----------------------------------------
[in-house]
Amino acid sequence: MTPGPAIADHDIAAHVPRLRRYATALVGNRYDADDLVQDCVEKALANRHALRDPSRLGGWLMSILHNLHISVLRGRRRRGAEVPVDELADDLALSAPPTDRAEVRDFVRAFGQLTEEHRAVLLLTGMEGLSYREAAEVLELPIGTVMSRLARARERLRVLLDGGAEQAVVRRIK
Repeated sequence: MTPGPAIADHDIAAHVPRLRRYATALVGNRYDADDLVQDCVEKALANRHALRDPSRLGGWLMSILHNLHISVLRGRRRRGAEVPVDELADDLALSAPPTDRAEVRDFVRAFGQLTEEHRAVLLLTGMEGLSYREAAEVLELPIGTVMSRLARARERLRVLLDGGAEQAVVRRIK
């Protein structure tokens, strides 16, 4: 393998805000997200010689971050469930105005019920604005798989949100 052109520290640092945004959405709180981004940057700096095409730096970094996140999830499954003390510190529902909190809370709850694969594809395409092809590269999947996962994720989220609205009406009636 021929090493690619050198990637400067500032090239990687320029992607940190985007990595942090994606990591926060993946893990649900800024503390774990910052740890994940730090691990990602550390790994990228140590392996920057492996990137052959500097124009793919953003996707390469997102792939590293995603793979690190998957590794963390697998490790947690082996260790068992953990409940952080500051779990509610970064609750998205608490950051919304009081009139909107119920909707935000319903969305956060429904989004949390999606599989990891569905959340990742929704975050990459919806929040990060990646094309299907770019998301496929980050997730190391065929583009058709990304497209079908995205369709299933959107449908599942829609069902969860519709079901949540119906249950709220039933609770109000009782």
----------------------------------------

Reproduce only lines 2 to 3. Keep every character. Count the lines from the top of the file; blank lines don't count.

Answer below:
Amino acid sequence: MTPGPAIADHDIAAHVPRLRRYATALVGNRYDADDLVQDCVEKALANRHALRDPSRLGGWLMSILHNLHISVLRGRRRRGAEVPVDELADDLALSAPPTDRAEVRDFVRAFGQLTEEHRAVLLLTGMEGLSYREAAEVLELPIGTVMSRLARARERLRVLLDGGAEQAVVRRIK
Repeated sequence: MTPGPAIADHDIAAHVPRLRRYATALVGNRYDADDLVQDCVEKALANRHALRDPSRLGGWLMSILHNLHISVLRGRRRRGAEVPVDELADDLALSAPPTDRAEVRDFVRAFGQLTEEHRAVLLLTGMEGLSYREAAEVLELPIGTVMSRLARARERLRVLLDGGAEQAVVRRIK